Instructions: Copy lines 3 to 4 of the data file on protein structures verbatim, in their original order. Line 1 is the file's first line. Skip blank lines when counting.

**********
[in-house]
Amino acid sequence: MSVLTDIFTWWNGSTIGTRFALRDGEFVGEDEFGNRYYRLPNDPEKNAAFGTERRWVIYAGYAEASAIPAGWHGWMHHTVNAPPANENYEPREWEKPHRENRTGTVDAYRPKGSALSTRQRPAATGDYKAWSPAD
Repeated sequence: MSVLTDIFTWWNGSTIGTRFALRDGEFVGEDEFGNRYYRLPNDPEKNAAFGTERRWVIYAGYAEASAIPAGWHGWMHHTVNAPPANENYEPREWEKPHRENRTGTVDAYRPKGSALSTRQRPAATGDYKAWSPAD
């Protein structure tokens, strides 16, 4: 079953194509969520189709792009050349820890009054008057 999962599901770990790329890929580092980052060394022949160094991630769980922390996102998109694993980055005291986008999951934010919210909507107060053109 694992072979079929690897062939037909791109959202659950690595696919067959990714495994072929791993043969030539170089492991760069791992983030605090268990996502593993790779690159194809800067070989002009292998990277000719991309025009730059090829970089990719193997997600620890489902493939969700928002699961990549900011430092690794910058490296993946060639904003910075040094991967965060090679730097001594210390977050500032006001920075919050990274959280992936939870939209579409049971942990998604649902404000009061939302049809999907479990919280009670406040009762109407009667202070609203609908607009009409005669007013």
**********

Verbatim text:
Repeated sequence: MSVLTDIFTWWNGSTIGTRFALRDGEFVGEDEFGNRYYRLPNDPEKNAAFGTERRWVIYAGYAEASAIPAGWHGWMHHTVNAPPANENYEPREWEKPHRENRTGTVDAYRPKGSALSTRQRPAATGDYKAWSPAD
């Protein structure tokens, strides 16, 4: 079953194509969520189709792009050349820890009054008057 999962599901770990790329890929580092980052060394022949160094991630769980922390996102998109694993980055005291986008999951934010919210909507107060053109 694992072979079929690897062939037909791109959202659950690595696919067959990714495994072929791993043969030539170089492991760069791992983030605090268990996502593993790779690159194809800067070989002009292998990277000719991309025009730059090829970089990719193997997600620890489902493939969700928002699961990549900011430092690794910058490296993946060639904003910075040094991967965060090679730097001594210390977050500032006001920075919050990274959280992936939870939209579409049971942990998604649902404000009061939302049809999907479990919280009670406040009762109407009667202070609203609908607009009409005669007013």